CHARLESTON – Private citizens can sue to enforce the national Clean Water Act only when government regulators fail to enforce it, Massey Energy argues in federal court.
Massey subsidiaries moved on July 6 to dismiss a suit the Sierra Club and other groups filed in April, seeking to halt water pollution from coal mines.
"Citizen suits are meant to supplement rather than to supplant governmental action," wrote Robert McLusky of the Jackson Kelly firm in Charleston.
He wrote that the suit involves the same permits and pollutants as a consent decree that Massey and the U. S. Environmental Protection Agency signed in 2008.
The decree obligated Massey to pay $20 million in civil penalties.
McLusky wrote that the decree "is clearly capable of requiring compliance with the Clean Water Act and is in good faith calculated to do so."
He wrote, "Plaintiffs cannot seriously argue that the consent decree is incapable of requiring compliance with the Act."
He urged District Judge John Copenhaver to rule that he lacks jurisdiction.
Copenhaver presided over the suit that resulted in the consent decree.
The Sierra Club, Coal River Mountain Watch, West Virginia Highlands Conservancy, and Ohio Valley Environmental Coalition moved to intervene in that suit.
Copenhaver didn't grant the interventions, though he didn't deny them until Massey and the EPA adopted the consent decree.
This April, the four groups sued Elk Run Coal, Independence Coal, Marfork Coal, Peerless Eagle Coal, and Power Mountain Coal.
Derek Teaney and Joseph Lovett, both from the Appalachian Center for the Economy and the Environment in Lewisburg, filed the complaint.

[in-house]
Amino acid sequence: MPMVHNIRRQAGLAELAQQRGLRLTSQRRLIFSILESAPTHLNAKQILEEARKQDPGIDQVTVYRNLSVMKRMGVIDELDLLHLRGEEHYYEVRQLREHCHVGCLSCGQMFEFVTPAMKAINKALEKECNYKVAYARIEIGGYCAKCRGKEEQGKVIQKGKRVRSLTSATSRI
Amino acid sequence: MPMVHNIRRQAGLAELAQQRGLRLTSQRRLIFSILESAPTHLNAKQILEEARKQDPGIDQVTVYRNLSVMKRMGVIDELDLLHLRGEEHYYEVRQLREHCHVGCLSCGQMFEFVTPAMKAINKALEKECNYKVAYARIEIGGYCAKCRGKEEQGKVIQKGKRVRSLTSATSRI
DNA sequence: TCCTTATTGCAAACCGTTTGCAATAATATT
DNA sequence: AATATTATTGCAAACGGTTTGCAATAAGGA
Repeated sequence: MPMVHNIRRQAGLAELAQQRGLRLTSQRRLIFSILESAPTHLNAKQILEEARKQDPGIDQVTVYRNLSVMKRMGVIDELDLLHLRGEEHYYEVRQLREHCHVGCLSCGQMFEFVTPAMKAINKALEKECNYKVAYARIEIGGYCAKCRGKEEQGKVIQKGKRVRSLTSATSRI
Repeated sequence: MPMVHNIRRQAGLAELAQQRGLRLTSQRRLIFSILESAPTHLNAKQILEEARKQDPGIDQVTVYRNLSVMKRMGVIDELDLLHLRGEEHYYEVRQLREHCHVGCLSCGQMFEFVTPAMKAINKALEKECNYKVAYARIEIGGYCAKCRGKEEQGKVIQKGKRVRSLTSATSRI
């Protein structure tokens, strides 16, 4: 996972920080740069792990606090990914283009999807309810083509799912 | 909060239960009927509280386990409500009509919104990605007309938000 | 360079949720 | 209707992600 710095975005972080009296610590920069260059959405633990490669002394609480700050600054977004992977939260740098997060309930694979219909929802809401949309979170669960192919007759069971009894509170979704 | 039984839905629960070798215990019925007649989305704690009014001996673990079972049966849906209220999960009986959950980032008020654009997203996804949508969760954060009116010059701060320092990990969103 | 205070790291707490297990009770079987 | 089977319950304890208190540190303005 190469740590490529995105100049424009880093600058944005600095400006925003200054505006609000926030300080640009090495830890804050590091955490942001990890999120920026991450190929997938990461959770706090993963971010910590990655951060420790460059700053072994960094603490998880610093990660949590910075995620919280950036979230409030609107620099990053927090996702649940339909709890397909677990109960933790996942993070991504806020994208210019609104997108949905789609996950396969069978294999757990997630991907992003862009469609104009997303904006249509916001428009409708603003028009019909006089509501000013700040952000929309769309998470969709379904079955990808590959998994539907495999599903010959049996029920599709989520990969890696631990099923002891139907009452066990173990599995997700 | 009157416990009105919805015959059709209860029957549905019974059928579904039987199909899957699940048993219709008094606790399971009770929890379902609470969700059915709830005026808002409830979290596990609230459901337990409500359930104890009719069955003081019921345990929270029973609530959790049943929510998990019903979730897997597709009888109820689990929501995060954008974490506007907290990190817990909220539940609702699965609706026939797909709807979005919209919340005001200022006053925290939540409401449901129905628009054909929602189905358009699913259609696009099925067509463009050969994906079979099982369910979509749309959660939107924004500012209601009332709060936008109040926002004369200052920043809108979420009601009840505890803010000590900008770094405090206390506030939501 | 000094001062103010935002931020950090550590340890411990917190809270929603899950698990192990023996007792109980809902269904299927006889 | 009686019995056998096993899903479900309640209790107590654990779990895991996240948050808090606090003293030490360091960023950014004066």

They alleged that the companies have continued to discharge aluminum, suspended solids, iron and other contaminants into public waters.
They claimed the companies accrued at least 3,307 days of violations through 255 unlawful discharges from April 2008 to last December.
They sought penalties up to $32,500 per day for violations through Jan. 12, 2009, and $37,500 per day after that.
Multiplying the days by the maximum penalties produces a total above $100 million.
The groups also sought an order requiring immediate compliance with all permits.
They sought an order requiring monitoring, sampling, remedies, repairs, and restoration of the environment "to its prior uncontaminated condition."
They sought fees for attorneys and experts, plus other reasonable expenses.
McLusky responded in his motion to dismiss that the Clean Water Act allows citizens to abate pollution when government cannot or will not command compliance.
He wrote that the act precludes citizen suits if EPA or a state "has commenced and is diligently prosecuting a civil or criminal action to require compliance."
He wrote, "Plaintiffs bear the burden of proving that EPA's prosecution is not diligent."
He wrote, "The burden is a heavy one, because diligence on the part of the enforcement agency is presumed."
He wrote that if the action proceeded, it would undermine EPA's discretion as primary enforcer of the Clean Water Act.
"The fact that EPA's prosecution strategy apparently falls short of plaintiffs' desired remedy or produces an unsatisfactory result is simply insufficient to overcome the presumption of diligence," he wrote.